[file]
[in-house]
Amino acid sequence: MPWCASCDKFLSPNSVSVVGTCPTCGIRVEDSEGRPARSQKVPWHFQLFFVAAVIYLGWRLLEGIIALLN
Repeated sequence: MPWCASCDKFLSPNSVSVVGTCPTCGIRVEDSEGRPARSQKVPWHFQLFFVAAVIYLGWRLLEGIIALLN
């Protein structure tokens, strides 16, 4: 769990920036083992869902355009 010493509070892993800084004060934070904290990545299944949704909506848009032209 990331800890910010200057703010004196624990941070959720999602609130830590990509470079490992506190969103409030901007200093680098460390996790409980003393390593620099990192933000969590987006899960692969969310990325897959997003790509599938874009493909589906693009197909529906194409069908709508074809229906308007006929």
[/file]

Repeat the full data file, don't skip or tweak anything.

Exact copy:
[in-house]
Amino acid sequence: MPWCASCDKFLSPNSVSVVGTCPTCGIRVEDSEGRPARSQKVPWHFQLFFVAAVIYLGWRLLEGIIALLN
Repeated sequence: MPWCASCDKFLSPNSVSVVGTCPTCGIRVEDSEGRPARSQKVPWHFQLFFVAAVIYLGWRLLEGIIALLN
């Protein structure tokens, strides 16, 4: 769990920036083992869902355009 010493509070892993800084004060934070904290990545299944949704909506848009032209 990331800890910010200057703010004196624990941070959720999602609130830590990509470079490992506190969103409030901007200093680098460390996790409980003393390593620099990192933000969590987006899960692969969310990325897959997003790509599938874009493909589906693009197909529906194409069908709508074809229906308007006929």